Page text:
The entire MR team is proud to present our August 2023 issue. Haven’t gotten your copy, yet? Feel free to page through a digital copy at Issuu, and we’ll continue to post individual stories on MR-mag.com. If you haven’t been getting MR in print, be sure that you are on our mailing list for future issues by completing this form.
Cashmere Quiz: Why Mongolia?
With menswear’s increasing focus on luxury, it’s time to brush up on why Mongolia’s cashmere production is so widely revered.*Mongolia’s harsh natural climate, rugged terrain and extreme cold temperatures provide ideal conditions for cashmere goats to produce an incredibly soft and warm undercoat. The goats’ natural adaptation to the harsh environment results in high-quality, densely packed fibers.
*Mongolia’s nomadic herders have developed a deep understanding of the goats’ behavior, grazing patterns, and nutrition, enabling them to manage and maintain the health of the herds. Collaborating closely with these herders ensures fair and ethical practices that empower local communities and provide herders with a stable income and economic opportunities.
*The cashmere produced in Mongolia is distinctive due to its natural luster, warmth, and softness. These unique characteristics make Mongolian cashmere highly sought after by discerning consumers worldwide.
*Cashmere quality is determined by fiber length and thinness. Compared to the industry average of 19 microns, Mongolian Cashmere is the longest and thinnest ranging from 13-14 microns, which is considered extremely soft and results in a luxurious hand/feel. The longer staple length of Mongolian cashmere fibers contributes to their durability and ability to be spun into high-quality yarns and fabrics.
*Mongolian cashmere production acknowledges the interconnectedness of human activities with the natural world. Every step of the production process is carried out with minimal negative impact on the environment, prioritizing the well-being of the goats and the preservation of grazing lands.
*Mongolian cashmere is often associated with ethical practices. The traditional nomadic herding lifestyle ensures that the goats are free-range and not subjected to harmful practices. “As a Mongolian Cashmere brand,” states Unenbat Chuluunbat, CEO of GOBI Mongolian Cashmere USA Corp, “we take immense pride in embodying the harmonious union of heritage and innovation.” —KAG
Putting the AI in Supply ChAIn
Supply chain is a term we have all become too familiar with in the last few years. With a global economy, we’re increasingly aware of how production and staffing decisions upstream can have big impact at the cash register and beyond. As our industry and governments emphasize sustainability (see our Guest Edit on p. 32) and ethics, there’s even more at stake: Laws like the French AGEC (Anti-Waste for a Circular Economy) and our own Uyghur Forced Labor Prevention Act are placing a lot of responsibility on the shoulders of brands. How can you be sure that the brands you’re selling will satisfy your customers’ concerns about everything from minimizing water use to fair labor practices to safe materials? Many brands are turning to services that utilize AI to monitor practices from point of origin right down to the warehouse.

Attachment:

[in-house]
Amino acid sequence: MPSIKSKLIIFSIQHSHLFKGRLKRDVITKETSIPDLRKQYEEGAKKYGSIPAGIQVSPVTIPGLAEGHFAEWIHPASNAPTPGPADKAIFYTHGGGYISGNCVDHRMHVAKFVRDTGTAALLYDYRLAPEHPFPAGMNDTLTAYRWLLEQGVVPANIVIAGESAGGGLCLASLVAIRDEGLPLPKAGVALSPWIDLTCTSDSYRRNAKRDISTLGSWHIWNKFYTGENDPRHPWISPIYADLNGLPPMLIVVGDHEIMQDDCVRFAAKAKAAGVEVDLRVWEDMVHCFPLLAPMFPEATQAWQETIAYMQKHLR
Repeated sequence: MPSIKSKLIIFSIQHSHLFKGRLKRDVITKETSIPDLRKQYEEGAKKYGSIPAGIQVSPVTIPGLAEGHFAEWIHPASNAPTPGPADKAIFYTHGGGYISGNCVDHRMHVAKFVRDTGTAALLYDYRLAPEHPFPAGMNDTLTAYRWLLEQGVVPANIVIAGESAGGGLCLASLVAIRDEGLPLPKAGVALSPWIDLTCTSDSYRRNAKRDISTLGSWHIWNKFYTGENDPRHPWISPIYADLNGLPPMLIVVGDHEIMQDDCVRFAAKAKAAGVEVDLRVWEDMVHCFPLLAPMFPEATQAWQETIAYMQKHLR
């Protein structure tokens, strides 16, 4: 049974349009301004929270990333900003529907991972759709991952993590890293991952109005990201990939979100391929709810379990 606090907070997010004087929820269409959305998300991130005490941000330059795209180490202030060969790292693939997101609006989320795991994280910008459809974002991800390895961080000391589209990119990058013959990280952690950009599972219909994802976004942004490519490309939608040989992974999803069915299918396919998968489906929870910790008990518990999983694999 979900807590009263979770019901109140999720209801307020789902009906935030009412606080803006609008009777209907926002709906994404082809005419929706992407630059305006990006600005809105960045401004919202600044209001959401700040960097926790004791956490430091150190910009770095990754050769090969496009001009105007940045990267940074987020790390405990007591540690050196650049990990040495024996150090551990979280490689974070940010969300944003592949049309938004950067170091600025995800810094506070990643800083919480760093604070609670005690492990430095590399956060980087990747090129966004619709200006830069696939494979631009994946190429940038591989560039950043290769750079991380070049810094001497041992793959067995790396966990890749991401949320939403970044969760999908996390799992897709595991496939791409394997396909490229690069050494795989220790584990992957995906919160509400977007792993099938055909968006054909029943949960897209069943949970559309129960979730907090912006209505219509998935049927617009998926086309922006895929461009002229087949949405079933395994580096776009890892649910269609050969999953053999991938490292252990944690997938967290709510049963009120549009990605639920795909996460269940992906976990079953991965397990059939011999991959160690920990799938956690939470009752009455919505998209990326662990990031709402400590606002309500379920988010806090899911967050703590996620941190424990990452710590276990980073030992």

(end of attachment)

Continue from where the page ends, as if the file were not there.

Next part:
One such service, Pivot88, is a platform that manages product at the SKU or P.O. level, powered by AI to provide just such insights to its clients.
“Digital allows us to trust and connect with our supply chain, our design and development teams, our legal teams, and our customers,” explains Xavier Laforge at Oakley. “All of us need a combination of this data, and Pivot88 is allowing us to surface this information as and when we require it. By having our suppliers and factories input all components used on our finished products, we not only have the carbon footprint of finished goods, but we know Tier1 to Tierx of our supply chain. Now we are integrating this to our ecommerce Product Information Management system so that we can be 100% transparent with our end consumers.
Another company, TrusTrace, has partnered with Brooks Running, enabling Brooks to make progress in its commitments to tracing its supply chain.
“Visibility into the factories that manufacture Brooks products, materials and raw materials is critical to ensure our responsible sourcing standards outlined in our Supplier Code of Conduct are upheld,” explained Dave Kemp at Brooks.
The New Normal
There’s nothing normal about The Normal Brand, a sportswear company founded in 2015 by Jimmy Sansone, then an investment banker and the oldest of 10 siblings. The business now includes eight stores (six opened this past year), a growing wholesale component, women’s fashion and fabulous lookbooks featuring family members as models. (It doesn’t hurt that this is a great-looking family!)
As Lan Sansone explains it, “The idea hit when my oldest brother Jimmy was out shopping for a normal shirt. He quit his job and moved into my parents’ basement to work on it full time. My brother Conrad and I joined him, and we
run it together. Other family members help in various roles: Nikko handles our real estate; our mom designs all the stores…”
Fundraisers, charities and collaborations with athletes and country singers have been part of the brand’s DNA from day one. The spring 2024 collection is their best yet: comfortable, affordable, on trend but not trendy. Check them out at Chicago Collective, booth 10078, or contact firstname.lastname@example.org. —KAG